The amount of stress absorbed by thermoplastic material 108 depends upon the size, shape, the particular type of thermoplastic material, and the thickness of the material. For example, the thickness of the thermoplastic material should be sufficient thick to relieve stress from a semiconductor die such that the performance of the die is not adversely affected by stresses imposed by a surrounding molding material. The thickness of thermoplastic material pieces used in the present invention can range between approximately 0.5 mil to 3 mils. However, the thickness of the thermoplastic pieces can vary beyond this range as the specific characteristics of packaged semiconductor devices can range widely. Designing the thickness of a piece of thermoplastic material that is excessively thick is not desirable in many cases because of requirements to maintain a small form factor for packaged semiconductor devices. Minimizing the overall size and shape of thermoplastic material pieces is also desirable in many cases to minimize costs.
The transition temperature of the thermoplastic material determines when it starts to soften drastically. Therefore, a thermoplastic material should be selected so that its transition temperature is in the range of the temperatures experienced by the packaged semiconductor device during manufacturing processes and during operation. In this way, the thermoplastic material will effectively soften and relieve stress from the semiconductor die. To properly relieve stress from the semiconductor die, the thermoplastic material should soften to the point that its modulus of elasticity is less than the modulus of elasticity of the molding compound. In the softened state, the thermoplastic material can cushion the die from stress caused by the thermal incompatibility between the die and the surrounding molding cap.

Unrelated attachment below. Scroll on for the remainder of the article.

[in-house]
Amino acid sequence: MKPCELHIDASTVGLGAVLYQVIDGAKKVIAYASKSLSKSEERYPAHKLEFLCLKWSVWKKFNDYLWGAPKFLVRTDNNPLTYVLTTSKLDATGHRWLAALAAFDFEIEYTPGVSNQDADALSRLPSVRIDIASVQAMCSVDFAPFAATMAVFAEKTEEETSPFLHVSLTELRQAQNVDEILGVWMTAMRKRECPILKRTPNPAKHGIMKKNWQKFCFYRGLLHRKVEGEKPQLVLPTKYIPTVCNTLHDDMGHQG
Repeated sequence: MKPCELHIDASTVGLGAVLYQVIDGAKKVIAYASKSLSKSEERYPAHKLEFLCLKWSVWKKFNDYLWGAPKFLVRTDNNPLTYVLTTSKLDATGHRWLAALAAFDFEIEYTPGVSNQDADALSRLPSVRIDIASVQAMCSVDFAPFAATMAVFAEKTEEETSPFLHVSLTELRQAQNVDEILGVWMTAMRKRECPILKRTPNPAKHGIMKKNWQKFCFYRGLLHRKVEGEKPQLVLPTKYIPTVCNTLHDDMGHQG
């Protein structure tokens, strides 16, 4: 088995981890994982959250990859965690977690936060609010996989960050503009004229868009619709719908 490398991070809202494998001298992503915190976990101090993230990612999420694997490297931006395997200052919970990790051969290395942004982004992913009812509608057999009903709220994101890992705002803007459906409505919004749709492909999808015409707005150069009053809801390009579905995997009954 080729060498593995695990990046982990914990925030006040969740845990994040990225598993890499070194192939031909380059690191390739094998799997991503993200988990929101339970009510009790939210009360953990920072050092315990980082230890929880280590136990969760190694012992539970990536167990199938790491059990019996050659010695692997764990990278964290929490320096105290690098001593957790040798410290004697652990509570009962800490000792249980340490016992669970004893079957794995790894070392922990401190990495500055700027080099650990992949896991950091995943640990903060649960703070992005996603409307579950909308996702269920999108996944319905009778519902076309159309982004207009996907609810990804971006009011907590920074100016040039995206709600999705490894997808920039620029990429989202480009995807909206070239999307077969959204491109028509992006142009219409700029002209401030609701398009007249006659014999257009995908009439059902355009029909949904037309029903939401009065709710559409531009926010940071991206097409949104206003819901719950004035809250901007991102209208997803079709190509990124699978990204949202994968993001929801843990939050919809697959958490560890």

In alternative embodiments, materials other than thermoplastic materials can substitute for the thermoplastic material if their modulus of elasticity is also approximately equal to or less than that of the molding compound. These materials can also relieve stress experience by the die due to the thermal incompatibility with the molding cap.
The bottom layer of thermoplastic material 302 functions to relieve stress that may be imposed upon the bottom surface of die 300 by die attach pad 302. The bottom layer of thermoplastic material 306 is useful since in some packaged semiconductor devices, the coefficient of thermal expansion for the die attach pad 302 and die 300 can differ to the extent that the respective components will expand and contract at different rates so that the die attach pad 302 can cause bending of die 300. This is even more likely in the cases where the thermal effects upon each of die 300, die attach pad 302, and the molding compound are different. The top and bottom thermoplastic layers 304 and 306, respectively, act together to relive stress from die 300 imposed by a molding cap and die attach pad 302.
The thickness of bottom layer of thermoplastic material 306 is determined based upon the amount of stress to be relieved from die 300. Bottom layer of thermoplastic material 306 can include an adhesive substance in order to be secured to each of die attach pad 302 and die 300.
In some embodiments, supplementary stress relieving structure 408 can also be a thermoplastic material that is of the same or different type than that of thermoplastic material 406. A combination of two different types of thermoplastic material can provide different cost and stress relieving advantages. In yet other embodiments of the invention, more than two layers of thermoplastic materials can be used.